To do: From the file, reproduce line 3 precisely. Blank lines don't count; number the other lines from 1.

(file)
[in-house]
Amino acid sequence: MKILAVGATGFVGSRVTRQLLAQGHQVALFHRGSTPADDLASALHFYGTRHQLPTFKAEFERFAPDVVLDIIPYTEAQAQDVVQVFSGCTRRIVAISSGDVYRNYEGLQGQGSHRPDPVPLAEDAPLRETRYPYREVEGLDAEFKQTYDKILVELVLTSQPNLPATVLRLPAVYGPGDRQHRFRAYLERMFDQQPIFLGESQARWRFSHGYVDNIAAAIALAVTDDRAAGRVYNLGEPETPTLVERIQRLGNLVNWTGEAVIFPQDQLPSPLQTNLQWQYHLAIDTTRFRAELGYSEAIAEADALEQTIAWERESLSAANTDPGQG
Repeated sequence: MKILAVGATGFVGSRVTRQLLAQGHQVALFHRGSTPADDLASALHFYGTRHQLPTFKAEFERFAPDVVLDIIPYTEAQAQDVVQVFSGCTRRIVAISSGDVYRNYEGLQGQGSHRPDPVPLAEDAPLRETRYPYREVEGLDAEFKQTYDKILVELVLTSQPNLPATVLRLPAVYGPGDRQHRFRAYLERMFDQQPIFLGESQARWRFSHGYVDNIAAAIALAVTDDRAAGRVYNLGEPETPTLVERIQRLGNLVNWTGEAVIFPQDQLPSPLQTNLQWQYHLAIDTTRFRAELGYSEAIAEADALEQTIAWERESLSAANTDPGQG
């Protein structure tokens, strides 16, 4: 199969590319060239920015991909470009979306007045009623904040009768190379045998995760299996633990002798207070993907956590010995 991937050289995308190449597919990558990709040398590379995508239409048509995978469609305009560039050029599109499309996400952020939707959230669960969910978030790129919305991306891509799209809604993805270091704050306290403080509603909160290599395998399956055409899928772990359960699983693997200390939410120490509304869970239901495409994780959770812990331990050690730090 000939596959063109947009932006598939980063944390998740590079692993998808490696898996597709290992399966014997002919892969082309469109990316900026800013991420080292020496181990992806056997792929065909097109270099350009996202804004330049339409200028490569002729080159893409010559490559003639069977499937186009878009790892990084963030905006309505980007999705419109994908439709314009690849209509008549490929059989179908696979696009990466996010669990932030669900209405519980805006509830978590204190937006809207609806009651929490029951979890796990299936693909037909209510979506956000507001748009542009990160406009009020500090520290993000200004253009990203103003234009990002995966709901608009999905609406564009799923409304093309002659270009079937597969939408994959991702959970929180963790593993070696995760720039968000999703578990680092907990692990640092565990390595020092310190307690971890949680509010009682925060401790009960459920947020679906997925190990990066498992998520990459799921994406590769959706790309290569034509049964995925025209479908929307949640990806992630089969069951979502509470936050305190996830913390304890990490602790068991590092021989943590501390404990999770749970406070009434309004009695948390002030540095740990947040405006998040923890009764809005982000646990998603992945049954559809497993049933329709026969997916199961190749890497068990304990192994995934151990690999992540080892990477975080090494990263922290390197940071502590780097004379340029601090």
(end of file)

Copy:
Repeated sequence: MKILAVGATGFVGSRVTRQLLAQGHQVALFHRGSTPADDLASALHFYGTRHQLPTFKAEFERFAPDVVLDIIPYTEAQAQDVVQVFSGCTRRIVAISSGDVYRNYEGLQGQGSHRPDPVPLAEDAPLRETRYPYREVEGLDAEFKQTYDKILVELVLTSQPNLPATVLRLPAVYGPGDRQHRFRAYLERMFDQQPIFLGESQARWRFSHGYVDNIAAAIALAVTDDRAAGRVYNLGEPETPTLVERIQRLGNLVNWTGEAVIFPQDQLPSPLQTNLQWQYHLAIDTTRFRAELGYSEAIAEADALEQTIAWERESLSAANTDPGQG